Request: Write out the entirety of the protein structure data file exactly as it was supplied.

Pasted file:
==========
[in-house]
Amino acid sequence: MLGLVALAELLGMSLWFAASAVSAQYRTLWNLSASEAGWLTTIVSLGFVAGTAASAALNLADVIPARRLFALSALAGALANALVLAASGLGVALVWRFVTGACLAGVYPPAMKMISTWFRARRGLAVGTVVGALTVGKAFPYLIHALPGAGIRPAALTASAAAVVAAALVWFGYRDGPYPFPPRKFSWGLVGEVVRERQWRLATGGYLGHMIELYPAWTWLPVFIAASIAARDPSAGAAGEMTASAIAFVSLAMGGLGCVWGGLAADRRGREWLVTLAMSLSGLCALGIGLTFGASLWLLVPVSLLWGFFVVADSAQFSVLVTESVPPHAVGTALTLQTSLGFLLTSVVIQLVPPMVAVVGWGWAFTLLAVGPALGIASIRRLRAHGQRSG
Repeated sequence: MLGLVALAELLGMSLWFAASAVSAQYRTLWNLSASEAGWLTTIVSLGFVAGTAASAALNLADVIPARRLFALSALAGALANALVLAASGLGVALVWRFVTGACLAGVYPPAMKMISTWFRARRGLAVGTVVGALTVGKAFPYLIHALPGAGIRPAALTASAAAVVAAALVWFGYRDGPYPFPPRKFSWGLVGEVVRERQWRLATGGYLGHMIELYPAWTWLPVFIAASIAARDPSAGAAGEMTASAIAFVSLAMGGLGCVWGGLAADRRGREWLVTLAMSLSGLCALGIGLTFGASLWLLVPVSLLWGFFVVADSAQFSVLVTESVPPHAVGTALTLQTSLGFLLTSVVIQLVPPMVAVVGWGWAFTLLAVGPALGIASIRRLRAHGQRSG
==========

[in-house]
Amino acid sequence: MLGLVALAELLGMSLWFAASAVSAQYRTLWNLSASEAGWLTTIVSLGFVAGTAASAALNLADVIPARRLFALSALAGALANALVLAASGLGVALVWRFVTGACLAGVYPPAMKMISTWFRARRGLAVGTVVGALTVGKAFPYLIHALPGAGIRPAALTASAAAVVAAALVWFGYRDGPYPFPPRKFSWGLVGEVVRERQWRLATGGYLGHMIELYPAWTWLPVFIAASIAARDPSAGAAGEMTASAIAFVSLAMGGLGCVWGGLAADRRGREWLVTLAMSLSGLCALGIGLTFGASLWLLVPVSLLWGFFVVADSAQFSVLVTESVPPHAVGTALTLQTSLGFLLTSVVIQLVPPMVAVVGWGWAFTLLAVGPALGIASIRRLRAHGQRSG
Repeated sequence: MLGLVALAELLGMSLWFAASAVSAQYRTLWNLSASEAGWLTTIVSLGFVAGTAASAALNLADVIPARRLFALSALAGALANALVLAASGLGVALVWRFVTGACLAGVYPPAMKMISTWFRARRGLAVGTVVGALTVGKAFPYLIHALPGAGIRPAALTASAAAVVAAALVWFGYRDGPYPFPPRKFSWGLVGEVVRERQWRLATGGYLGHMIELYPAWTWLPVFIAASIAARDPSAGAAGEMTASAIAFVSLAMGGLGCVWGGLAADRRGREWLVTLAMSLSGLCALGIGLTFGASLWLLVPVSLLWGFFVVADSAQFSVLVTESVPPHAVGTALTLQTSLGFLLTSVVIQLVPPMVAVVGWGWAFTLLAVGPALGIASIRRLRAHGQRSG